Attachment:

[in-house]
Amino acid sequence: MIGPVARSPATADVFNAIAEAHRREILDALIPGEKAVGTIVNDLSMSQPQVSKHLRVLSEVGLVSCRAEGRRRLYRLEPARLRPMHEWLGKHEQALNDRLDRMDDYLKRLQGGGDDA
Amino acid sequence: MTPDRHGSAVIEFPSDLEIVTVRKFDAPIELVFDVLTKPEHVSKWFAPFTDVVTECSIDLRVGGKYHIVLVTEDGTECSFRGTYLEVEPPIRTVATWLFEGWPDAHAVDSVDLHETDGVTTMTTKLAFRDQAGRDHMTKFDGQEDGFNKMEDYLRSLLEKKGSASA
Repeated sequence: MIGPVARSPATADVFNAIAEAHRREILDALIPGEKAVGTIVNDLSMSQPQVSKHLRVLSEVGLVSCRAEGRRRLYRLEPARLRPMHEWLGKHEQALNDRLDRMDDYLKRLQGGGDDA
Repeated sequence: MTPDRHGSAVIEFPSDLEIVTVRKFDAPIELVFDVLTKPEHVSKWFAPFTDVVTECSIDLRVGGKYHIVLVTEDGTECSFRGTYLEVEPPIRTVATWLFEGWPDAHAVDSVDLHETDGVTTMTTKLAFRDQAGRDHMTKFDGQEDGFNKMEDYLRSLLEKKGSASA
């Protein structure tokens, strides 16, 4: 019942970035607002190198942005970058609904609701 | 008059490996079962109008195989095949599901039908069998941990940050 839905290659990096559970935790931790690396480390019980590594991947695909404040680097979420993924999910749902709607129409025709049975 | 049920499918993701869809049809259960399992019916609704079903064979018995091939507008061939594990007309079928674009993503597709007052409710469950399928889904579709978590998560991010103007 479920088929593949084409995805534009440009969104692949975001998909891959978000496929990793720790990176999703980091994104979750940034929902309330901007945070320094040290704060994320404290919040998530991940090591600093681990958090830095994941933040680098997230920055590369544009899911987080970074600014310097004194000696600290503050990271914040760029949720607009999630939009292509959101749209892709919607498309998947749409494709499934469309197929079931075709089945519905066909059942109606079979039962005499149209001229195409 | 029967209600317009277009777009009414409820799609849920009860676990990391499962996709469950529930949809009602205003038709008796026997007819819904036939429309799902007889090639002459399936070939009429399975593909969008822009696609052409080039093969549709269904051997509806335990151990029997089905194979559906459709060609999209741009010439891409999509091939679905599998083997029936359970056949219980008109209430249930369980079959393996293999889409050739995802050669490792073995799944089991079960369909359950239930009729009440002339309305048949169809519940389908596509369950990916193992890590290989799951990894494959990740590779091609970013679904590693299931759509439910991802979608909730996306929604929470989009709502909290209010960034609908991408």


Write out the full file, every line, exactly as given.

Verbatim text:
[in-house]
Amino acid sequence: MIGPVARSPATADVFNAIAEAHRREILDALIPGEKAVGTIVNDLSMSQPQVSKHLRVLSEVGLVSCRAEGRRRLYRLEPARLRPMHEWLGKHEQALNDRLDRMDDYLKRLQGGGDDA
Amino acid sequence: MTPDRHGSAVIEFPSDLEIVTVRKFDAPIELVFDVLTKPEHVSKWFAPFTDVVTECSIDLRVGGKYHIVLVTEDGTECSFRGTYLEVEPPIRTVATWLFEGWPDAHAVDSVDLHETDGVTTMTTKLAFRDQAGRDHMTKFDGQEDGFNKMEDYLRSLLEKKGSASA
Repeated sequence: MIGPVARSPATADVFNAIAEAHRREILDALIPGEKAVGTIVNDLSMSQPQVSKHLRVLSEVGLVSCRAEGRRRLYRLEPARLRPMHEWLGKHEQALNDRLDRMDDYLKRLQGGGDDA
Repeated sequence: MTPDRHGSAVIEFPSDLEIVTVRKFDAPIELVFDVLTKPEHVSKWFAPFTDVVTECSIDLRVGGKYHIVLVTEDGTECSFRGTYLEVEPPIRTVATWLFEGWPDAHAVDSVDLHETDGVTTMTTKLAFRDQAGRDHMTKFDGQEDGFNKMEDYLRSLLEKKGSASA
């Protein structure tokens, strides 16, 4: 019942970035607002190198942005970058609904609701 | 008059490996079962109008195989095949599901039908069998941990940050 839905290659990096559970935790931790690396480390019980590594991947695909404040680097979420993924999910749902709607129409025709049975 | 049920499918993701869809049809259960399992019916609704079903064979018995091939507008061939594990007309079928674009993503597709007052409710469950399928889904579709978590998560991010103007 479920088929593949084409995805534009440009969104692949975001998909891959978000496929990793720790990176999703980091994104979750940034929902309330901007945070320094040290704060994320404290919040998530991940090591600093681990958090830095994941933040680098997230920055590369544009899911987080970074600014310097004194000696600290503050990271914040760029949720607009999630939009292509959101749209892709919607498309998947749409494709499934469309197929079931075709089945519905066909059942109606079979039962005499149209001229195409 | 029967209600317009277009777009009414409820799609849920009860676990990391499962996709469950529930949809009602205003038709008796026997007819819904036939429309799902007889090639002459399936070939009429399975593909969008822009696609052409080039093969549709269904051997509806335990151990029997089905194979559906459709060609999209741009010439891409999509091939679905599998083997029936359970056949219980008109209430249930369980079959393996293999889409050739995802050669490792073995799944089991079960369909359950239930009729009440002339309305048949169809519940389908596509369950990916193992890590290989799951990894494959990740590779091609970013679904590693299931759509439910991802979608909730996306929604929470989009709502909290209010960034609908991408």